China New Era Women’s School: Teaches female students to be ‘perfect’.

At a university in southern China, Duan Fengyan is studying to be an accountant. She is also getting lessons in how to be a woman in the time of President Xi Jinping.

In a course launched in March, not long after China abolished presidential term limits, Zhenjiang College and the All-China Women’s Federation have been teaching female students how to dress, pour tea and sit just so – all in the name of Xi’s “new era.”

“You must sit on the front two-thirds of the chair – you cannot occupy the whole chair,” said Duan, 21, demonstrating. “Now, hold in your belly, relax your shoulders, legs together, shoulders up.”

The class, offered only to female students, aims to develop “wise,” “sunny” and “perfect” women, where wisdom comes from studying Chinese history and culture, sunniness from oil painting and etiquette classes, and perfection from the application of (never too much) makeup.

The Communist Party wants women educated, yes, but with economic growth slowing and the population shrinking, it is bringing back the idea that men are breadwinners and women are, first and foremost, wives and mothers. It is teaching young women that this is the norm.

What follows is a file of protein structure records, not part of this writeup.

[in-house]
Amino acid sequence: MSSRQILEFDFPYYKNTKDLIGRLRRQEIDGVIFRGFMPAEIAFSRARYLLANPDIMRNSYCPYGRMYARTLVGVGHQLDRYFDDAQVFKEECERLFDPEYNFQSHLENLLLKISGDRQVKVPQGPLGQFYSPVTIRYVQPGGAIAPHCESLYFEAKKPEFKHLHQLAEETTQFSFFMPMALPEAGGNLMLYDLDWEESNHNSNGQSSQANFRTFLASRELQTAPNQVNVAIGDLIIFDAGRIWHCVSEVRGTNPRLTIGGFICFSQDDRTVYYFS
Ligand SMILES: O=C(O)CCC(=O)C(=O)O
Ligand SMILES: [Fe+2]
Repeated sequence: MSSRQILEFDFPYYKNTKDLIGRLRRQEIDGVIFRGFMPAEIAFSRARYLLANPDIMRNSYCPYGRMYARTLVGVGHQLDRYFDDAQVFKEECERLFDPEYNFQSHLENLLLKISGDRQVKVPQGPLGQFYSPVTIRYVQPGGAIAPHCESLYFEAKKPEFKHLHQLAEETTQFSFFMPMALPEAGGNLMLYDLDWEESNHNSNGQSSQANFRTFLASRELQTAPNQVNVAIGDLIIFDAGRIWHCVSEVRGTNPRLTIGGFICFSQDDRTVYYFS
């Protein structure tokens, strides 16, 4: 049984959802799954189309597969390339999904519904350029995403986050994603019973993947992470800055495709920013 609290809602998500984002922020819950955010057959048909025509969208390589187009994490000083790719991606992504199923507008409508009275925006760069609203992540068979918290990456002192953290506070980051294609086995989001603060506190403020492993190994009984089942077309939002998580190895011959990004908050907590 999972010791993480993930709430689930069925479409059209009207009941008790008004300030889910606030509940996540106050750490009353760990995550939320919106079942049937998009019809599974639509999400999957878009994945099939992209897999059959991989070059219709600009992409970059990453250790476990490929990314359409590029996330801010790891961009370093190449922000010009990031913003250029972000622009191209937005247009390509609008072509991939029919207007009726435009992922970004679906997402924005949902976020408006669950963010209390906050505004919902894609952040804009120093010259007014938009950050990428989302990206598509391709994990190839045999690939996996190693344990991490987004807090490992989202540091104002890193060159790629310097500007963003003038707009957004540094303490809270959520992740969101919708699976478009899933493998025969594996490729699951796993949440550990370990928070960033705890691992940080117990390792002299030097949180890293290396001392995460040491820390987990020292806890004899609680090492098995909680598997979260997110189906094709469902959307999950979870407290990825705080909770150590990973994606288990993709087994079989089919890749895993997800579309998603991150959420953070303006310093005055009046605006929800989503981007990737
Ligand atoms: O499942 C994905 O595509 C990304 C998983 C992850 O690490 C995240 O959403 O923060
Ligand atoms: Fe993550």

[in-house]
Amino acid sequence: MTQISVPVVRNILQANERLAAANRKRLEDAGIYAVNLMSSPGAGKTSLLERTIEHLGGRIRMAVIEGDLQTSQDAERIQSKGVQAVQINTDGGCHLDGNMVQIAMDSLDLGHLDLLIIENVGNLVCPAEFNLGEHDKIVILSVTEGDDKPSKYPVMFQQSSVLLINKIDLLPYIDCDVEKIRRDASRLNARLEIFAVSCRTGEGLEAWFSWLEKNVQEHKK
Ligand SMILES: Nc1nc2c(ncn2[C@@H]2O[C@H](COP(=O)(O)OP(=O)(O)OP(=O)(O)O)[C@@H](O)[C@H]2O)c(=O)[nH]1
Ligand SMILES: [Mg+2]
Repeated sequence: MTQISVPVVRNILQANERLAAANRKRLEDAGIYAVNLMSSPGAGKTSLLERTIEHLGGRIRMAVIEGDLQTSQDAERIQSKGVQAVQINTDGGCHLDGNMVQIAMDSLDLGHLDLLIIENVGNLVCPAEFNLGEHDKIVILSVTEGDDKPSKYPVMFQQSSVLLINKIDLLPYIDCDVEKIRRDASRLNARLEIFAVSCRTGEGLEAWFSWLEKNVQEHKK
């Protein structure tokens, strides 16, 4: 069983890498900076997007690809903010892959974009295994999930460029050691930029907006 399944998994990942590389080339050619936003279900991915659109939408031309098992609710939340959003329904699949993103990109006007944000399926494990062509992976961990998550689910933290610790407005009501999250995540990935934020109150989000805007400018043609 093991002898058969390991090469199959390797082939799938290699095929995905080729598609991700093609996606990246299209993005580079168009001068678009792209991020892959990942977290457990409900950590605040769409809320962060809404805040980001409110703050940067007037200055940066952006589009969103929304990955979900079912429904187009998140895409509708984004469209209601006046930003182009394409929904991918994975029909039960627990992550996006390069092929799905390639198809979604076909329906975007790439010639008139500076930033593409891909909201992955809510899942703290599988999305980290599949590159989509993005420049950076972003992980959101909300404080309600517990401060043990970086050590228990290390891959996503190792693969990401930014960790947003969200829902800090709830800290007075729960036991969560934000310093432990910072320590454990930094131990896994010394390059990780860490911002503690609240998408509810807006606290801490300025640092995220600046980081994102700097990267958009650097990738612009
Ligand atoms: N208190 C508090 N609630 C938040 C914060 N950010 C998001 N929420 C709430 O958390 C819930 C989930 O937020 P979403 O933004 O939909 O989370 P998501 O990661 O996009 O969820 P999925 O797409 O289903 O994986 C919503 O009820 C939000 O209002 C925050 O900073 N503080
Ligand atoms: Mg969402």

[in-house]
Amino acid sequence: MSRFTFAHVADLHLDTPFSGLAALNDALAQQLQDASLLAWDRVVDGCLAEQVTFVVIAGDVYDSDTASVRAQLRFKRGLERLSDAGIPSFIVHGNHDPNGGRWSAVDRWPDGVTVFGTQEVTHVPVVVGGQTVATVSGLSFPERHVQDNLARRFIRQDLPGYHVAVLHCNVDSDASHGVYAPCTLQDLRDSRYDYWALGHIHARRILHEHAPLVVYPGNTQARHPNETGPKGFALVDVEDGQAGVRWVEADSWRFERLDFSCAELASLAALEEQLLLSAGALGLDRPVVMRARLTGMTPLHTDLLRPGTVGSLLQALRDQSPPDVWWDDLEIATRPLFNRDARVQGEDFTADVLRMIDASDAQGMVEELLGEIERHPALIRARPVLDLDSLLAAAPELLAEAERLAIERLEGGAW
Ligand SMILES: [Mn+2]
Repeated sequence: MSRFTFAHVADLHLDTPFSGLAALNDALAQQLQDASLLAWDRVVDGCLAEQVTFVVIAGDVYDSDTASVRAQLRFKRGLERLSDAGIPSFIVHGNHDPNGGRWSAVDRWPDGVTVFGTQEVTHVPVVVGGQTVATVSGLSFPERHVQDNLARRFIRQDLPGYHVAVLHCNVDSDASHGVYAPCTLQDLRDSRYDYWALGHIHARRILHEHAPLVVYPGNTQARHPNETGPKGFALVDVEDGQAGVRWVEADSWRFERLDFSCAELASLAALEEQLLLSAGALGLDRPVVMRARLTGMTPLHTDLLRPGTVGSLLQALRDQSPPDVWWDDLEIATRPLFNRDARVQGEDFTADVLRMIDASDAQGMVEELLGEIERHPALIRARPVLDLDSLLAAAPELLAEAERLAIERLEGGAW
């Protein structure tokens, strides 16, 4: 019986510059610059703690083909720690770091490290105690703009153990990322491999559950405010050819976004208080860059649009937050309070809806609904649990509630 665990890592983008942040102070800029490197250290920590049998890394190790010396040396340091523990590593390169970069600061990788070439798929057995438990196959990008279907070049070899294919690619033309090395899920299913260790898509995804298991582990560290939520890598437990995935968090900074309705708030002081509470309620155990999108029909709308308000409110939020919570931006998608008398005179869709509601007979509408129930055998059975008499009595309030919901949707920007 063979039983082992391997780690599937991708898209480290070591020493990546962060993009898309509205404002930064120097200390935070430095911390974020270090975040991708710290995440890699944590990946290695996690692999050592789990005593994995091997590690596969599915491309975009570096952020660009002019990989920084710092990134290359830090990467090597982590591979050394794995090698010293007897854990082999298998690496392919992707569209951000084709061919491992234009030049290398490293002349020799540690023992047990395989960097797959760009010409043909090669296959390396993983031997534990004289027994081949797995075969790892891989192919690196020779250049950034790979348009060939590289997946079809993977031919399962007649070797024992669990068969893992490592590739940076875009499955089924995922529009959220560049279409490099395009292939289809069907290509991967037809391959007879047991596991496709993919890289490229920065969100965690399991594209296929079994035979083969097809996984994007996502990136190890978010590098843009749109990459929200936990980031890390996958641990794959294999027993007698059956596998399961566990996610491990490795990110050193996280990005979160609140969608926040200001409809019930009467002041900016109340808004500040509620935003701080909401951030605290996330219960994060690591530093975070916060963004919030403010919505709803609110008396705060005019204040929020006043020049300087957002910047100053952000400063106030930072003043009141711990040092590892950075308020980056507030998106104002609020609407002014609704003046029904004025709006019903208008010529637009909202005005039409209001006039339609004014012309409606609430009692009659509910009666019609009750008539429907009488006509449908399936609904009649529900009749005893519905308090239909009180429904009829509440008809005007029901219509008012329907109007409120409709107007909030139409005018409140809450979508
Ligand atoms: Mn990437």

The college launched the New Era Women’s School to heed Xi’s call for education in traditional Chinese culture, to help women compete in the job market, said Sheng Jie, who runs the program – but also to prepare them for domestic roles. “Women’s family role is more important now,” she said.

Forty years into China’s great economic transformation, Chinese women are, on average, healthier, wealthier and better educated than ever before, but they are losing ground relative to men.

Since the start of Xi’s tenure, China’s ranking in the World Economic Forum’s global gender gap index has dropped significantly – from 69 out of 144 countries in 2013 to a 100th-place finish in 2017.

The country’s top cadres do not seem concerned. The party wants women educated, but it is worried that educated women will decide not to marry men and have kids, compounding the surplus of males caused by the one-child policy and potentially destabilising the country.

“The direction of the future is that women are supposed to play the role of wife and mother in the home,” said Leta Hong Fincher, author of Betraying Big Brother: The Feminist Awakening in China.

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